Figure 2: Herniation of the ovular membranes through uterine perforation. Notice intense vascularization surrounding the perforation.

In the uterine manipulation, ruptures in the amniotic membranes occurred, as well as extension of the uterine perforation with intense hemorrhage, which led to the execution of a hysterectomy. She underwent blood transfusion and was taken to ICU, eventually progressing without complications until hospital discharge. The material extracted after the hysterectomy was sent to the anatomopathological exam. The presence of chorionic villi in the myometrium confirmed acretism (Figure 3).

Figure 3: Chorionic villi in the myometrium of uterus, which explain that the placenta percreta is noted at optical microscopy.

3. Discussion

The presence of a little amount of fluids in the abdominal cavity during pregnancy is considered to be of no importance, provided that the maternal hemodynamic health is good [5]. Differently, the accumulation of fluid with signs of acute abdomen and with hemodynamic instability must be readily examined to rule out any possibility of hemoperitoneum. In the first trimester of pregnancy, with topical gestational sac, the hemoperitoneum with no obstetric cause, for instance, in ruptures of ovarian cysts, is more frequent [7].

This causes a delay in its management, because uterine rupture during the first trimester of pregnancy is uncommon and is mostly forgotten. Its association with the placenta percreta is rare and few cases have been reported during the first trimester of pregnancy. Those that occur during labor injure the lower part of the uterus for associating with uterine scars, while those reported in the beginning of the pregnancy predominate in the uterine fundus [8]. As described in the literature and confirmed with Figure 2, it is observed that the rupture occurred in the uterine fundus, preserving the scar area of the previous Cesarean section.

Even though heavy bleeding is common, the insidious evolution of this case could also be observed. The gradual establishment of the injury in the uterine fundus, the discreet peritoneal irritation caused by the bleeding, small hemodynamic and hematimetric changes, and the reabsorption of hemoperitoneum which occur spontaneously between 5 and 10 days are confounding factors for an accurate diagnosis [9].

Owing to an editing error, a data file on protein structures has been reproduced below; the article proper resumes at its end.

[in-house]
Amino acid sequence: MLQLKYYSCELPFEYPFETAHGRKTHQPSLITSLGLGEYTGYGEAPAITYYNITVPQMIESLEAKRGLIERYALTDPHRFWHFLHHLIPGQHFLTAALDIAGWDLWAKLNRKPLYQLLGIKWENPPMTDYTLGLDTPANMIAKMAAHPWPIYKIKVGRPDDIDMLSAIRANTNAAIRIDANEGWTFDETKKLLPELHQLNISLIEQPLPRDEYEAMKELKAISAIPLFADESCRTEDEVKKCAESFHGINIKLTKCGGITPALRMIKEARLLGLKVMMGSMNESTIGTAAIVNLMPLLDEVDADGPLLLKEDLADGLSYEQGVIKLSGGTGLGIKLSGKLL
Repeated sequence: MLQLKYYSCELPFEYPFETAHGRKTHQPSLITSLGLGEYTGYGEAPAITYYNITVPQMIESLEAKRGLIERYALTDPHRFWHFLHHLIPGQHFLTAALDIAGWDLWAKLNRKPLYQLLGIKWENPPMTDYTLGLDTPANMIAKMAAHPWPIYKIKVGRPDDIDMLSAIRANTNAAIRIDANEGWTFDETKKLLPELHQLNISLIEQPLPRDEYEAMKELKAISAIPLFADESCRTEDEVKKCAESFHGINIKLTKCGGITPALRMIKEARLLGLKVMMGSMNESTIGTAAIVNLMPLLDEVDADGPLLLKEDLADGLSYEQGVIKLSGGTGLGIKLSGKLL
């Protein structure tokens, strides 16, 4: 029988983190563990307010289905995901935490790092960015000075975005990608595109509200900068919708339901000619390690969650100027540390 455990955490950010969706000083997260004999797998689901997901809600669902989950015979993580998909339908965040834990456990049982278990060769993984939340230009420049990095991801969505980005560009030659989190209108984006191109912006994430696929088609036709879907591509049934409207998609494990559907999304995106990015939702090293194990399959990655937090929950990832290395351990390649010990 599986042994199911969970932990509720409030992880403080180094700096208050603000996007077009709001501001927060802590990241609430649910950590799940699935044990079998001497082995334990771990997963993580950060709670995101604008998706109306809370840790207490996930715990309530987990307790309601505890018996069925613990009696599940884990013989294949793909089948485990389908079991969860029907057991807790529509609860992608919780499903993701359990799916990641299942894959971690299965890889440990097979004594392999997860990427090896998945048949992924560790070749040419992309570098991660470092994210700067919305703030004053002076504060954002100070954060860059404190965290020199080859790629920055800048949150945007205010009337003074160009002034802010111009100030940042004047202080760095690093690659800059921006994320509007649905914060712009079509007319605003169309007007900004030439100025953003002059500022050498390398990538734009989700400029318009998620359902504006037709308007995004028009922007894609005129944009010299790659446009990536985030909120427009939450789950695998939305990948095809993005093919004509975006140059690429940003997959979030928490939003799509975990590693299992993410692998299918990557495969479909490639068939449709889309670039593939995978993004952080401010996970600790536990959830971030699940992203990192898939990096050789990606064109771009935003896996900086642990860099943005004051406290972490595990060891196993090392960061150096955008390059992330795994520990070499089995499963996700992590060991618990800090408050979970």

The topic gestational sac, the living fetus, and the fundus placental localization falsely indicate nonobstetric bleeding causes, consequently delaying the diagnosis of uterine rupture related to placenta percreta. When it is located in the lower part of the uterus, in contact with scars of previous hysterotomies, the suspect diagnosis based on this association is more frequent.

The diagnosis of placenta accreta using ultrasound in the first trimester still remains a big challenge. The sensitivity of the method during this period of pregnancy is low (41%), with gradual increase in the following trimesters, respectively, 60% and 83,5% [10]. The use of MRI should clarify cases that are doubtful and found suspicious through ultrasonography. In most case reports, its use begins in the last trimester of pregnancy [11, 12]. The segmental localization of the gestational sac, irregularities in the interface between the placenta and the myometrium, and the presence of vascular invasion in the myometrium and the hypoechoic regions in the placenta basal plate are factors that elevate the diagnostic suspicions [10].

The uterine rupture and its association with the placenta percreta must be considered as a diagnostic suspicion in the pregnant woman who even in the first trimester experiences diffuse abdominal pain and hematimetric and hemodynamic instability, in addition to fluids in the abdominal cavity. In this situation, even with the topic gestational sac and the live fetus, the ultrasonography ought to carefully track down the localization of the placenta implantation and the integrity of the uterine musculature. In the cases without diagnostic definitions, laparoscopy is recommended. An early surgical approach prevents a catastrophic outcome in such cases [13].

Conflicts of Interest

The authors declare that there are no conflicts of interest regarding the publication of this case report.